Mike Sanderson and Team Sanya Lead the Volvo Ocean Race fleet out of Auckland, New Zealand at the start of leg 5 ( Photo by Paul Todd / Volvo Ocean Race )

Mike Sanderson and Team Sanya Lead the Volvo Ocean Race fleet out of Auckland, New Zealand at the start of leg 5 ( Photo by Paul Todd / Volvo Ocean Race )

Team Sanya led the fleet out of Auckland and into a likely battering from the weather en route to the Southern Ocean, as Leg 5 to Itajaí got underway with the second half of the Volvo Ocean Race 2011-12 completely open.

Auckland skipper Mike Sanderson enjoyed a dream start to the leg as his underdog Sanya outfit led the fleet around the inshore course on his home waters.

Sanya smoked their five rivals off the start line, enjoying better breeze in a commanding position to round the first mark ahead of Ian Walker’s Abu Dhabi Ocean Racing.

PUMA Ocean Racing powered by BERG followed them around the televised section, followed by Team Telefónica, CAMPER with Emirates Team Zealand and Groupama sailing team.

Puma Ocean Racing bowmen during leg 5 start  Volvo Ocean Race stop over Auckland, New Zealand, March 2012 (Photo by Paul Todd / Volvo Ocean Race )

Puma Ocean Racing bowmen during leg 5 start Volvo Ocean Race stop over Auckland, New Zealand, March 2012 (Photo by Paul Todd / Volvo Ocean Race )

With 6,700 nautical miles of ocean racing ahead of them, no team will be placing any significance on the leaving positions, especially with such a trial by the elements in prospect.

According to race meteorologist Gonzalo Infante a low pressure system to the north east of Auckland is set to intensify as it moves towards the colder waters of the Southern Ocean.

“It’s a heat machine right now,” Infante said. “As it interacts with the cooler air off New Zealand it could generate some big winds — 30 knots up to maybe even 50 or 60 knots.”

PUMA skipper Ken Read said keeping the boat and the crew in one piece was the top priority, with gales likely in the first few days.

Read added: “It’s going to be boat-breaking and person-breaking weather, and I think the smart will prevail.”

As the leg goes on, the fleet will sail through the notorious Roaring Forties and Furious Fifties where the winds consistently blow above 40 knots and conditions are more than capable of breaking boats.

Team Abu Dhabi at leg 5 start Volvo Ocean Race stop over Auckland, New Zealand, March 2012 (Photo by Paul Todd / Volvo Ocean Race)by Paul Todd

Team Abu Dhabi at leg 5 start by Paul Todd

Three new sailors have been added to the crew lists in Auckland. Anthony Nossiter from Australia is joining Abu Dhabi to replace the outgoing Justin Ferris, while just for this leg Finnish Olympic gold medal winner Thomas Johanson takes over from injured Kelvin Harrap on PUMA and Danish Olympic gold medallist Martin Kirketerp steps in on Sanya for Ryan Houston who has a kidney infection.

 

With the weather forecast to batter the fleet in the opening day of the leg, it will be a baptism of fire for the new crewmembers.

“Right now all our focus is on the weather forecast, which looks absolutely diabolical for the first 36 hours,” said Ian Walker, skipper of fifth-placed Abu Dhabi. “We just have to prepare our boat and our people as best we can.”

Groupama Sailing Team, skippered by Franck Cammas from France in tough conditions, at the start of leg 5 from Auckland, New Zealand to Itajai, Brazil, during the Volvo Ocean Race 2011-12. ( Photo by Paul Todd / Volvo Ocean Race )

Groupama Sailing Team, skippered by Franck Cammas from France in tough conditions, at the start of leg 5 from Auckland, New Zealand to Itajai, Brazil, during the Volvo Ocean Race 2011-12 ( Photo by Paul Todd / Volvo Ocean Race ).

Despite having three leg wins and two in-port victories under their belt, Iker Martínez’s Team Telefónica sit just 15 points clear at the top of the overall leaderboard, with less than 40 points separating the top four boats and fifth-placed Abu Dhabi still determined to fight their way back into the reckoning.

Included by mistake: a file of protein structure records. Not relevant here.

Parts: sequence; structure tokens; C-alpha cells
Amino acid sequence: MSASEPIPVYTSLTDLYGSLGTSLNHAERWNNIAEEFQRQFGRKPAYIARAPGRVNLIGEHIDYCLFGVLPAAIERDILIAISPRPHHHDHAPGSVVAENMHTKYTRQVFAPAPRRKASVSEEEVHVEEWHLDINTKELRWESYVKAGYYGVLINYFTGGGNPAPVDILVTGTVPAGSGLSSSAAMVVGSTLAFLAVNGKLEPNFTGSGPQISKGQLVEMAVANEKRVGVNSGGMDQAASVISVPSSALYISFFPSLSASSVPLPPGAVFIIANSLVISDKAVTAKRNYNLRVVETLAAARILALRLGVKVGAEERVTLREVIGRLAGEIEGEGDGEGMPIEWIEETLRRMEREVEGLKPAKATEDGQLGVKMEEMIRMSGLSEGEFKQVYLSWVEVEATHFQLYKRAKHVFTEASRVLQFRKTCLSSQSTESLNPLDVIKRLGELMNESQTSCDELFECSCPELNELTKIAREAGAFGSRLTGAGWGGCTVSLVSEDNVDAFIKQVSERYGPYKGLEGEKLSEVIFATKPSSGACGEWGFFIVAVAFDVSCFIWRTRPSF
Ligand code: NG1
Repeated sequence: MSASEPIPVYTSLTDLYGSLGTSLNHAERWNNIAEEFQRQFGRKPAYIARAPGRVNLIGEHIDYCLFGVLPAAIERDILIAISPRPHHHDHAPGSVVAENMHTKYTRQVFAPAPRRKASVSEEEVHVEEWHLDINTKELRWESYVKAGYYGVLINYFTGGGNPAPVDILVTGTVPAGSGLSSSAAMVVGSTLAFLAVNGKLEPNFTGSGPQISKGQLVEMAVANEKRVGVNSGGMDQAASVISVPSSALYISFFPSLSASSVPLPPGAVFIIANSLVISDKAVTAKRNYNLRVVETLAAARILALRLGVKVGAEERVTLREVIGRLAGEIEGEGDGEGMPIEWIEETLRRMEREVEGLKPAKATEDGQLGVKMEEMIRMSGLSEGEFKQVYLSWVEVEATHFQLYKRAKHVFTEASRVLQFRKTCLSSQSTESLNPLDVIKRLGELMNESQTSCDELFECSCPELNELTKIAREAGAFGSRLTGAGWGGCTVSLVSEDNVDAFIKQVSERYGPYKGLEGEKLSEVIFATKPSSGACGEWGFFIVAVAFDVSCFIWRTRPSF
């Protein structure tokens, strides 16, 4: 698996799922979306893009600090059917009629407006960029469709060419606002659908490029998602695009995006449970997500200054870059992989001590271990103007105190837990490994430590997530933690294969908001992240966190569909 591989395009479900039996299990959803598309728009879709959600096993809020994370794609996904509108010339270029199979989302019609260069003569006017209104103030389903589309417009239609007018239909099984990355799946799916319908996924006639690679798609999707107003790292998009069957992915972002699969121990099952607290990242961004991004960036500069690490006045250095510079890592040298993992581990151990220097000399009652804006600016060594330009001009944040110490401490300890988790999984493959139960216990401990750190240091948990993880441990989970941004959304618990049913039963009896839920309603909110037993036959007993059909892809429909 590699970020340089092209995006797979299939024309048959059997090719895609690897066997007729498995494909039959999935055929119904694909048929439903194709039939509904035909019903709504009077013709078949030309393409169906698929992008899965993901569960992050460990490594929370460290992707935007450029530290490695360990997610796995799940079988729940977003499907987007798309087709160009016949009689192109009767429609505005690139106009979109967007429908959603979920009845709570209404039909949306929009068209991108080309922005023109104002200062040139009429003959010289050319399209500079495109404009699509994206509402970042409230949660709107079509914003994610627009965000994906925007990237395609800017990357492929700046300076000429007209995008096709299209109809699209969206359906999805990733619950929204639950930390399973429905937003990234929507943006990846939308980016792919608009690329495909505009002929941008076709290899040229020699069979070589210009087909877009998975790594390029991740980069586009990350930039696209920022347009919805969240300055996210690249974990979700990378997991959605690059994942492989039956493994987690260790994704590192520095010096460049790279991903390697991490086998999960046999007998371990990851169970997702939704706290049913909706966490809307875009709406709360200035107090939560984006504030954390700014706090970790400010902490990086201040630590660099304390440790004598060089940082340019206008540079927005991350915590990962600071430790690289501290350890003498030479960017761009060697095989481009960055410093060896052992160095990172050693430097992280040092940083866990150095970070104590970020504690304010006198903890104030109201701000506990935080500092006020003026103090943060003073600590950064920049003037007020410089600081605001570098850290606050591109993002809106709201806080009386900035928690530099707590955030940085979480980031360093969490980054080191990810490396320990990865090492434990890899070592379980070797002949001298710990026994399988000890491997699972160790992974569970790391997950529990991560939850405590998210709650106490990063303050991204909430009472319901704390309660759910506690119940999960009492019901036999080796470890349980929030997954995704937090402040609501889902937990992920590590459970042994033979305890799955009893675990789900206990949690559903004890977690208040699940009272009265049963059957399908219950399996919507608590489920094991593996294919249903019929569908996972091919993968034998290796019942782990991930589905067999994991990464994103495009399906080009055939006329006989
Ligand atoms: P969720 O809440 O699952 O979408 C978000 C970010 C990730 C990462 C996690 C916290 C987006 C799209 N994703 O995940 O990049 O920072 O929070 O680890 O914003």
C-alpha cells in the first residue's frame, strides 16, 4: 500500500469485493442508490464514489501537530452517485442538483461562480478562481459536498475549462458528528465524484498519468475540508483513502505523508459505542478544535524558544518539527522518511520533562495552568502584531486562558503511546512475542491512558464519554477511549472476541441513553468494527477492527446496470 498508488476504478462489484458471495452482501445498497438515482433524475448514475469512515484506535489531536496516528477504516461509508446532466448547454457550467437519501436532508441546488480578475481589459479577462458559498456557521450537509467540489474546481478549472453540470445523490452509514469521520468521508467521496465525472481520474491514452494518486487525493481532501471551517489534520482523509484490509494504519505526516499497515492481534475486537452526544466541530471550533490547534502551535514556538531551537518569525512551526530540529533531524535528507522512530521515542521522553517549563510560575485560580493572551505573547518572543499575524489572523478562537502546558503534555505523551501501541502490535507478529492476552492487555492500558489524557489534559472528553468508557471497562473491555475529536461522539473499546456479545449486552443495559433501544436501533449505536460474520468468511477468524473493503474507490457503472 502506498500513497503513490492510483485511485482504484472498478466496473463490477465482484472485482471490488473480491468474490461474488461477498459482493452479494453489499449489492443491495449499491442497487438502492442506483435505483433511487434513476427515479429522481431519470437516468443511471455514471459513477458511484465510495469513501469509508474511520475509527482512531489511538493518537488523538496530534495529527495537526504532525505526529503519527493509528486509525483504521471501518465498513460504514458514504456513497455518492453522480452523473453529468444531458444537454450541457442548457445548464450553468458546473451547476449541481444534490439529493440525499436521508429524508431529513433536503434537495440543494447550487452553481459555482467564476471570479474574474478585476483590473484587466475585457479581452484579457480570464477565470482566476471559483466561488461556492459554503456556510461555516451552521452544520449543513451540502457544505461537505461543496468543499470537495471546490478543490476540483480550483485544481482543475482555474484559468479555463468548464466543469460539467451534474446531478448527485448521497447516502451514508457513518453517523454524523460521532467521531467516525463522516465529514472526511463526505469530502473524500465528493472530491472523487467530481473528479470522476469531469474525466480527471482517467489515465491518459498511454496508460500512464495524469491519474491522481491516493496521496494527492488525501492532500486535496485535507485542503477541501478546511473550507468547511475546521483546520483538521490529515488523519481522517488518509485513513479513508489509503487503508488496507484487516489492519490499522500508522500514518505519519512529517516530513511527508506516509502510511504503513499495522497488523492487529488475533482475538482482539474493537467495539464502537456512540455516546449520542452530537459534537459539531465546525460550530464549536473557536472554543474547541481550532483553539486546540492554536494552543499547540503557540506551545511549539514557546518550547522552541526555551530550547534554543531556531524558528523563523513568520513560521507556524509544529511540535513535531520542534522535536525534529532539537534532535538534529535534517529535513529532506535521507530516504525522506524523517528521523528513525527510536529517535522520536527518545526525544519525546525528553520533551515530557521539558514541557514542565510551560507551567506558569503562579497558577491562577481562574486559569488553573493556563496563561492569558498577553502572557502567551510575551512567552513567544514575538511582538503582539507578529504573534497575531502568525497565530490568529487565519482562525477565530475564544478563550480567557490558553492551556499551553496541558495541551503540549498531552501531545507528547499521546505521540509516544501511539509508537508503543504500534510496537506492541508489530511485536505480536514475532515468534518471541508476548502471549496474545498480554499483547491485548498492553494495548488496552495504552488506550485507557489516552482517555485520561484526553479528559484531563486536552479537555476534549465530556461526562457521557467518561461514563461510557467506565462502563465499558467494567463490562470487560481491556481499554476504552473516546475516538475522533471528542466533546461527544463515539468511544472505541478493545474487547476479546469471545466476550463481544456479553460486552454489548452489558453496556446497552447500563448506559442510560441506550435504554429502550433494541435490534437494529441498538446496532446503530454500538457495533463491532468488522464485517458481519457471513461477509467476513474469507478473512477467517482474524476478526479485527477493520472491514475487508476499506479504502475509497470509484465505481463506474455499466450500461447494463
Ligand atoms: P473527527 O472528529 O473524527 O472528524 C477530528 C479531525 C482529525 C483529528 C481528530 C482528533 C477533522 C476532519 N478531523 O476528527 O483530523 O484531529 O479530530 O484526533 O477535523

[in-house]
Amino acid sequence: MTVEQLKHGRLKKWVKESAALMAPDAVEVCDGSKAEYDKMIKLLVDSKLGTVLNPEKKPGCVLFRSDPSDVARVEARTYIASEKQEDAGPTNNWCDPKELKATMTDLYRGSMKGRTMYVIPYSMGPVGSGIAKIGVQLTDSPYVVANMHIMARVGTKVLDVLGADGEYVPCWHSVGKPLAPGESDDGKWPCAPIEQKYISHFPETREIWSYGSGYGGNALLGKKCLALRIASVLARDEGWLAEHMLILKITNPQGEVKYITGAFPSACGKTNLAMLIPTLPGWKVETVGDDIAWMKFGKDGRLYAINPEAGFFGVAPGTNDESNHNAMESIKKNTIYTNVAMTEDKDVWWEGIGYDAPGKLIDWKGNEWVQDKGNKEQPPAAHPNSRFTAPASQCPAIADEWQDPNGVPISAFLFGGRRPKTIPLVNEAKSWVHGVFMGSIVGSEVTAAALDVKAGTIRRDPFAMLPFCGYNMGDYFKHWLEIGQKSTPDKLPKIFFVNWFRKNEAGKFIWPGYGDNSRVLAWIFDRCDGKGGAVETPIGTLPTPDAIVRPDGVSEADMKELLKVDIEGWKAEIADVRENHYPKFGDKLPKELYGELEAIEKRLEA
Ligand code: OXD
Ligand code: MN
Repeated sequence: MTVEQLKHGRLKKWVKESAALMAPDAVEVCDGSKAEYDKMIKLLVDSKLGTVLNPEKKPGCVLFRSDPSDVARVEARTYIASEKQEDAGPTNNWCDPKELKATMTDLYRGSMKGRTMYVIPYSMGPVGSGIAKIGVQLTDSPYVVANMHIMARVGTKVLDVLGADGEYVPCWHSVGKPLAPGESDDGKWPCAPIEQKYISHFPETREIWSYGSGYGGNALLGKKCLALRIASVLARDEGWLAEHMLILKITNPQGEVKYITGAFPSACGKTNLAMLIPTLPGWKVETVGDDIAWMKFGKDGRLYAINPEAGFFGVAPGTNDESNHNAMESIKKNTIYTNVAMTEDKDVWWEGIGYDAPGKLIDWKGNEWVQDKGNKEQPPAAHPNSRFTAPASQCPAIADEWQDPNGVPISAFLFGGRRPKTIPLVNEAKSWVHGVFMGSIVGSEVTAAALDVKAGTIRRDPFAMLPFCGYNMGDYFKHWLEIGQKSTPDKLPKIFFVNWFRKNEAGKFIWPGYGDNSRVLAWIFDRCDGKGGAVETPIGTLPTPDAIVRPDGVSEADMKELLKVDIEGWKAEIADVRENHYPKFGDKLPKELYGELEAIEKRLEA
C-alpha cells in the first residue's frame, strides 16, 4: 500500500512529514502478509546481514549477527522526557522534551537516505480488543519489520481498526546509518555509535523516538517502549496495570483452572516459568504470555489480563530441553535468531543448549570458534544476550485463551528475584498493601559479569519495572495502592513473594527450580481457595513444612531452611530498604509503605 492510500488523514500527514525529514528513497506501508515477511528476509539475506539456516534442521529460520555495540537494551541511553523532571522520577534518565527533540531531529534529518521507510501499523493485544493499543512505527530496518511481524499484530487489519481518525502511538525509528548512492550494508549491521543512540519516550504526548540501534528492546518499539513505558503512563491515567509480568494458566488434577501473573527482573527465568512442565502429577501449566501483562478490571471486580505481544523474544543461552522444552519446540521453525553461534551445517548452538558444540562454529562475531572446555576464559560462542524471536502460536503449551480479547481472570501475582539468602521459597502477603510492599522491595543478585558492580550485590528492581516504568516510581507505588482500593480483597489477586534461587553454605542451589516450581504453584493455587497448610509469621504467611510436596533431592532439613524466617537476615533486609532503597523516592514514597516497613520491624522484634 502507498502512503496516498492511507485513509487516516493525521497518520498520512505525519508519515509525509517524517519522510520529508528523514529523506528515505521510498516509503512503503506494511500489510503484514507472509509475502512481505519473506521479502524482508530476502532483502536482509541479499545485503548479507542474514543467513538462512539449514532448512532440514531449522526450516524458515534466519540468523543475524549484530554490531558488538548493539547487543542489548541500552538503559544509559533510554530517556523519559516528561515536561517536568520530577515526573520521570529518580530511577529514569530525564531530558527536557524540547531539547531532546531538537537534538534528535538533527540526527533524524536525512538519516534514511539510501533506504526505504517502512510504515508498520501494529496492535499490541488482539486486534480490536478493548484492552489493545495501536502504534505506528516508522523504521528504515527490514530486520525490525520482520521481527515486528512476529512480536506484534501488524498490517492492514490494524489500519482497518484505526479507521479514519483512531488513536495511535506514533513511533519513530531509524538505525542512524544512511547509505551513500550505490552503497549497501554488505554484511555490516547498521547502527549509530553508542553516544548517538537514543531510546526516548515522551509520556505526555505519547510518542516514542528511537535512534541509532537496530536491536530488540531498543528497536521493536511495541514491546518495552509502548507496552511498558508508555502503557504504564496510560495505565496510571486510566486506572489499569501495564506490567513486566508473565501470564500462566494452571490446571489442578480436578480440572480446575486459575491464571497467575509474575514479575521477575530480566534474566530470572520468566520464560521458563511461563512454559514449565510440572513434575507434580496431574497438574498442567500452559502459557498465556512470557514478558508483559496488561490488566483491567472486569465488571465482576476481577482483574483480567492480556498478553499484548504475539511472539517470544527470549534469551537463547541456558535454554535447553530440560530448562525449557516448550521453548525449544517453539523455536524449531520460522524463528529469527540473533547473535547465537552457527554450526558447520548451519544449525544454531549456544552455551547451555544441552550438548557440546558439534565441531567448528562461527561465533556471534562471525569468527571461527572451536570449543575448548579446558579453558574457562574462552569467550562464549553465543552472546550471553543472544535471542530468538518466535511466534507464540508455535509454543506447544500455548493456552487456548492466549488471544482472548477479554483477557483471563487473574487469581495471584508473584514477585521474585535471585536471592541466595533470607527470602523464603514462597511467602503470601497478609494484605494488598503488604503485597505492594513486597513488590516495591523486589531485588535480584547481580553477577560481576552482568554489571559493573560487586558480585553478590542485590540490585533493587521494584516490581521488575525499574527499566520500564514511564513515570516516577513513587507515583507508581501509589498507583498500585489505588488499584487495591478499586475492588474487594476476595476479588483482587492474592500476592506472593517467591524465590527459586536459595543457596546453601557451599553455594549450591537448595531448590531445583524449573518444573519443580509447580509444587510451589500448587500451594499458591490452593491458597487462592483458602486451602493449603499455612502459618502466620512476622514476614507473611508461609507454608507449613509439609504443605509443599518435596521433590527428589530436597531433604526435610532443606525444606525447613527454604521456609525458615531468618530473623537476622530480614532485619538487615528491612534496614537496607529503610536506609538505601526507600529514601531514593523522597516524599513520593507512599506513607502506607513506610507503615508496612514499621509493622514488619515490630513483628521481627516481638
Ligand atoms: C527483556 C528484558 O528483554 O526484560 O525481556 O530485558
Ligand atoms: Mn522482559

And as the 39,000 nautical mile race hits its mid-point with Leg 5 to Itajaí in Brazil, with more than half the points still to be awarded, it is anyone’s to win.

“The door has always been open for any team to win,” Martínez said. “The teams are very close and there will be some more boats winning legs for sure.”

Bowman Daryl Wislang from New Zealand onboard CAMPER with Emirates Team New Zealand, skippered by Chris Nicholson from Australia, leading the fleet during the Auckland In-Port Race, in the Volvo Ocean Race 2011-12. (Photo by Ian Roman / Volvo Ocean Race)

Bowman Daryl Wislang from New Zealand onboard CAMPER with Emirates Team New Zealand, skippered by Chris Nicholson from Australia, leading the fleet during the Auckland In-Port Race, in the Volvo Ocean Race 2011-12. (Photo by Ian Roman / Volvo Ocean Race)

CAMPER, currently ranked third overall behind Telefónica and Groupama, started the leg riding the high of victory on home waters in Saturday’s In-Port Race.

And with just 18 points separating them from the leaders, skipper Chris Nicholson said his team were still very much in the race.

“It’s still well and truly game on,” he said. “I see the future for the overall podium results for this leg as wide open — as wide open now as they were in Alicante.”

“I’ve been watching this race since 1981 and never before got this far and not really known what’s going to happen going forward,” added Sanderson whose sixth-placed Sanya are showing their best form of the race.

After second place finishes in Leg 4 and the Auckland In-Port Race, PUMA are also on a roll – but skipper Ken Read, who skippered PUMA to third place in the Southern Ocean leg of the 2008-09 event, said keeping the boat and the crew in one piece was the top priority.

“Quite frankly this is not a leg to be talking about wins and losses right now,” he said. “It’s pretty easy to talk tough but the reality is this is not the most hospitable part of the world and we have to make sure we’re smart.”

Leg 5 is expected to take around 18 days to complete.

Team Telefonica, skippered by Iker Martinez from Spain, at the start of leg 5 of the Volvo Ocean Race 2011-12, from Auckland, New Zealand to Itajai, Brazil. (Photo by Marc Bow / Volvo Ocean Race)

Team Telefonica, skippered by Iker Martinez from Spain, at the start of leg 5 of the Volvo Ocean Race 2011-12, from Auckland, New Zealand to Itajai, Brazil. (Photo by Marc Bow / Volvo Ocean Race)